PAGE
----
Fourteen Hundred Main Associates LLC v. O'Brien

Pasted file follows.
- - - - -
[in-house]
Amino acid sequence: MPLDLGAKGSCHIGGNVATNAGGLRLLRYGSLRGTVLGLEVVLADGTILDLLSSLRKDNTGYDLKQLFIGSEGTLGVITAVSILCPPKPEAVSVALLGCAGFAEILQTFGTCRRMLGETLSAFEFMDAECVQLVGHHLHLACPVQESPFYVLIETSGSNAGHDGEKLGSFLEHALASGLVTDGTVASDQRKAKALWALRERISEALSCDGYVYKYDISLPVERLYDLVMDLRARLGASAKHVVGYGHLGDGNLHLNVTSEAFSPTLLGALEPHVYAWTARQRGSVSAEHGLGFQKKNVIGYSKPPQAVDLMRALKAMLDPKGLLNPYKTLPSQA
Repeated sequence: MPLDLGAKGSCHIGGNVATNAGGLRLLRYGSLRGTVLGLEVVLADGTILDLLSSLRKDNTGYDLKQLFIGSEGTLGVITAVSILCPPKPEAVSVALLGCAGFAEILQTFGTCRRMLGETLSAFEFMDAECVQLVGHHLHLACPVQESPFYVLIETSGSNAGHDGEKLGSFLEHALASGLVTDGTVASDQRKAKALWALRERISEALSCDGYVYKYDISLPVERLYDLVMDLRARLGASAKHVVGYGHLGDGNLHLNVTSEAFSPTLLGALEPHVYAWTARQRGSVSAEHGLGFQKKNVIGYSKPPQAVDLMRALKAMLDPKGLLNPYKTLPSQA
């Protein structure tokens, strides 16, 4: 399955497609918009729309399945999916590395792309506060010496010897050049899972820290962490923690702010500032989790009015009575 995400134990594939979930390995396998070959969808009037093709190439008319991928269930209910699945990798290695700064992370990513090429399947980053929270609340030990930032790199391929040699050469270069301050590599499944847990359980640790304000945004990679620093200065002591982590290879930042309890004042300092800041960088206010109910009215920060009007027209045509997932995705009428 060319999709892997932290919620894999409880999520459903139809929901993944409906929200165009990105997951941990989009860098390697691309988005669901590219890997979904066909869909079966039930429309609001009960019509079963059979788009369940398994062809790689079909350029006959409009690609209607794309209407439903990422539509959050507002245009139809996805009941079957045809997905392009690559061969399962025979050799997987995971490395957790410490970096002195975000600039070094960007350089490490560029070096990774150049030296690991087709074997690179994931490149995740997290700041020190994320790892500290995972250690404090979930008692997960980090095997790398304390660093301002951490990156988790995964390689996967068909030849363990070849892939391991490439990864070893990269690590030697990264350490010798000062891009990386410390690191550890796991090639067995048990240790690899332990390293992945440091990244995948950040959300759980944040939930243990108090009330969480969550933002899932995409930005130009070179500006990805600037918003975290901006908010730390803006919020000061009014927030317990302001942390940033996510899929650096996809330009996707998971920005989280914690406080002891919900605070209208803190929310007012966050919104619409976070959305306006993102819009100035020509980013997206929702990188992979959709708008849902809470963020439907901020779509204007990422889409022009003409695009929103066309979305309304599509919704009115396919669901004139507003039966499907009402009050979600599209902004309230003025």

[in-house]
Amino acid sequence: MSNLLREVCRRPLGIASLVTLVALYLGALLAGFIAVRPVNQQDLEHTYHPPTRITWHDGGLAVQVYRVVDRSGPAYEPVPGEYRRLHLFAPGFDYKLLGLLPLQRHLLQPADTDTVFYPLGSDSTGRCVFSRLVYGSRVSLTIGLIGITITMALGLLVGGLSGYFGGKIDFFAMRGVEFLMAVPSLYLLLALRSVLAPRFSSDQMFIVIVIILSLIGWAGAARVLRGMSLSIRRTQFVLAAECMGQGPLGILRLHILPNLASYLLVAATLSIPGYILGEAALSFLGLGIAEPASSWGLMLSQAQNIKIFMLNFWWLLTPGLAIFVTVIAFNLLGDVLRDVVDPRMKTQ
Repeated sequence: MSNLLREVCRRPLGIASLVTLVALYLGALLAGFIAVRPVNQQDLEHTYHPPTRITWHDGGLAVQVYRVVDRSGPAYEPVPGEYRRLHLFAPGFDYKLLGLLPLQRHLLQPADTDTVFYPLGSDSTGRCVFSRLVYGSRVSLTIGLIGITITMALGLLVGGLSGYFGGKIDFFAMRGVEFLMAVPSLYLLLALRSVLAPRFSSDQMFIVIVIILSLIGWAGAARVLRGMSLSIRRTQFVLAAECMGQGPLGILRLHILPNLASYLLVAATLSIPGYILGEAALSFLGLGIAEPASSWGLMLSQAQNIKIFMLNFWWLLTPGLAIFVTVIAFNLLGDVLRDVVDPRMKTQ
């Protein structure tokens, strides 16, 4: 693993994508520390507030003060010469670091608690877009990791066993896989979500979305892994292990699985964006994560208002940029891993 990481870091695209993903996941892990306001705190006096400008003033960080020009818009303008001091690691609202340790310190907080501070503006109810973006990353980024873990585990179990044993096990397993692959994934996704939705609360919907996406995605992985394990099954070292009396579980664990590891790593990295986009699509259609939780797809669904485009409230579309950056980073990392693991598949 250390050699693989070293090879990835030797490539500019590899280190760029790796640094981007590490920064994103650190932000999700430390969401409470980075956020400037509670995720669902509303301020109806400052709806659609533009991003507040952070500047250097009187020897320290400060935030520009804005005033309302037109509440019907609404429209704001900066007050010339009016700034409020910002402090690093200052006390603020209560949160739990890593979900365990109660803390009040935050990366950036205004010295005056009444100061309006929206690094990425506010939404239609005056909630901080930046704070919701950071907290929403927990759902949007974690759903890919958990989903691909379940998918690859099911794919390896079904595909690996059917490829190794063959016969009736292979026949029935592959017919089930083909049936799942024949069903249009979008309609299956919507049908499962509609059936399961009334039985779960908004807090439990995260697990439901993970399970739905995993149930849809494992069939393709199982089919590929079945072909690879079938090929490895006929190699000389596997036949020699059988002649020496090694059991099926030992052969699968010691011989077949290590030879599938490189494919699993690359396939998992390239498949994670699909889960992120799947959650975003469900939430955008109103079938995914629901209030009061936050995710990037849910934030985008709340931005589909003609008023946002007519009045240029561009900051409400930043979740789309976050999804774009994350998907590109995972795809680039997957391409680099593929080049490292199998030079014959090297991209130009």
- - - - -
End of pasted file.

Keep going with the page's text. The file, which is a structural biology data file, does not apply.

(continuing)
An inverse condemnation takes place when the application of a regulation: 1.) amounts to a practical confiscation, because a property cannot be used for any reasonable purpose; or 2.) wrongly infringes on the owner's reasonable expectation of use and enjoyment, so as to constitute a taking. Allegedly, the City of Hartford urged the plaintiff limited liability company to demolish the Firestone building and, after the building was demolished, McDonald's Corp. agreed to a ground lease. Allegedly, the LLC and McDonald's Corp. worked together to meet the requests of the director of planning for the city, Roger O'Brien. O'Brien sought to incorporate a brick facade, move the building closer to the street and install a traffic signal. Allegedly, O'Brien suggested an alternative, city-owned location for a McDonald's restaurant and indicated that the city-owned location would receive approval from the city. O'Brien also allegedly encouraged individuals to protest the plaintiff's location and pursued a land-use restriction at the plaintiff's location that restricted the LLC to education, public administration, health care and religious uses. (The city claimed that the property is located in a downtown development district that permits restaurants without drive-thru windows.) The LLC sued the city and O'Brien, alleging inverse condemnation and tortious interference with business expectancy. The court agreed with the defendants that the plaintiff failed to adequately allege that a final decision existed on the plaintiff's application. A "plaintiff is not entitled to judicial review of the merits of its regulatory takings claim until he has met the requirement of establishing the finality of the agency determination," pursuant to A&F Construction Inc. v. Zoning Board of Appeals, a 2000 decision of the Connecticut Appellate Court. Here, the plaintiff LLC did not allege it received a final decision on an application. The court granted the motion to strike the plaintiff's inverse-condemnation count. The court also found that the plaintiff's tortious-interference-with-business-expectancy count was moot.